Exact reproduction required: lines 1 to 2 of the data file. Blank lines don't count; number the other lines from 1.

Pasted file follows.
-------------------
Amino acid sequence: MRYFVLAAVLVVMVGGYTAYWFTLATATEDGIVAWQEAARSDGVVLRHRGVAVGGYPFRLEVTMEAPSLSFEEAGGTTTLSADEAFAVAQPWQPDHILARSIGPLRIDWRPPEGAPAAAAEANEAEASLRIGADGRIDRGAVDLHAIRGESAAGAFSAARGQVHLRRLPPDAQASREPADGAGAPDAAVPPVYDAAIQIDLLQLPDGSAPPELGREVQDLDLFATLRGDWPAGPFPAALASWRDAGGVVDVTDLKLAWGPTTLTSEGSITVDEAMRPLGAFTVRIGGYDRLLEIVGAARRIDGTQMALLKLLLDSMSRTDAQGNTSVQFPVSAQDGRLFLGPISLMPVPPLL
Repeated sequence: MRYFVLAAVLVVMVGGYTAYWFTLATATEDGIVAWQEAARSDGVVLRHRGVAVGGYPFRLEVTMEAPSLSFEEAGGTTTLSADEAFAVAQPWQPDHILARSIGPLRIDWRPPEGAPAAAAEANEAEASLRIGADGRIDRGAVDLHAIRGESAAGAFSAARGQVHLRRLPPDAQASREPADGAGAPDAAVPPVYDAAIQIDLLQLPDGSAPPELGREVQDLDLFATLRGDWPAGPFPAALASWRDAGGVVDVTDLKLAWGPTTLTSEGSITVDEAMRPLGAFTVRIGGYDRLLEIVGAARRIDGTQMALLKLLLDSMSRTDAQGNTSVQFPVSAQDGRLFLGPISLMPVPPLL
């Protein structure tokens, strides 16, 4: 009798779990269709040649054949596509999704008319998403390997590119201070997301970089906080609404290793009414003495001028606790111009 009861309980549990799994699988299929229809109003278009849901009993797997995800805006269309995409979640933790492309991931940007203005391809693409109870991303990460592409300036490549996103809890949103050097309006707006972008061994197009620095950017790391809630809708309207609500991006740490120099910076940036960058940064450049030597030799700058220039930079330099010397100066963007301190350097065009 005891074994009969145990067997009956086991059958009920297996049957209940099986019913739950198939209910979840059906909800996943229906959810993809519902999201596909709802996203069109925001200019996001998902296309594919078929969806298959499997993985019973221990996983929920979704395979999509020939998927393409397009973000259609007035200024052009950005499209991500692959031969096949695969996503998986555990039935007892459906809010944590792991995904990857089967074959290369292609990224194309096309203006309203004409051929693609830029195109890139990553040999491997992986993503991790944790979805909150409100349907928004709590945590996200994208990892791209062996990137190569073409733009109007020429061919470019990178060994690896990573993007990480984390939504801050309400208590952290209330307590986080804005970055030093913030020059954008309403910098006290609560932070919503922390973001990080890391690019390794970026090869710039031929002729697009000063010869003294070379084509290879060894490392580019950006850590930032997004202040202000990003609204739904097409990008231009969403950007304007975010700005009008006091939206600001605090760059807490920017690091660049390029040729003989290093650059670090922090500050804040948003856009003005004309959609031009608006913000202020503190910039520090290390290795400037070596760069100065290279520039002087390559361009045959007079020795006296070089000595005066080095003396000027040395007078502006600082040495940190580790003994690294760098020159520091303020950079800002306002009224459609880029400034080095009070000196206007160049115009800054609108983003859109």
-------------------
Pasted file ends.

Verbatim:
Amino acid sequence: MRYFVLAAVLVVMVGGYTAYWFTLATATEDGIVAWQEAARSDGVVLRHRGVAVGGYPFRLEVTMEAPSLSFEEAGGTTTLSADEAFAVAQPWQPDHILARSIGPLRIDWRPPEGAPAAAAEANEAEASLRIGADGRIDRGAVDLHAIRGESAAGAFSAARGQVHLRRLPPDAQASREPADGAGAPDAAVPPVYDAAIQIDLLQLPDGSAPPELGREVQDLDLFATLRGDWPAGPFPAALASWRDAGGVVDVTDLKLAWGPTTLTSEGSITVDEAMRPLGAFTVRIGGYDRLLEIVGAARRIDGTQMALLKLLLDSMSRTDAQGNTSVQFPVSAQDGRLFLGPISLMPVPPLL
Repeated sequence: MRYFVLAAVLVVMVGGYTAYWFTLATATEDGIVAWQEAARSDGVVLRHRGVAVGGYPFRLEVTMEAPSLSFEEAGGTTTLSADEAFAVAQPWQPDHILARSIGPLRIDWRPPEGAPAAAAEANEAEASLRIGADGRIDRGAVDLHAIRGESAAGAFSAARGQVHLRRLPPDAQASREPADGAGAPDAAVPPVYDAAIQIDLLQLPDGSAPPELGREVQDLDLFATLRGDWPAGPFPAALASWRDAGGVVDVTDLKLAWGPTTLTSEGSITVDEAMRPLGAFTVRIGGYDRLLEIVGAARRIDGTQMALLKLLLDSMSRTDAQGNTSVQFPVSAQDGRLFLGPISLMPVPPLL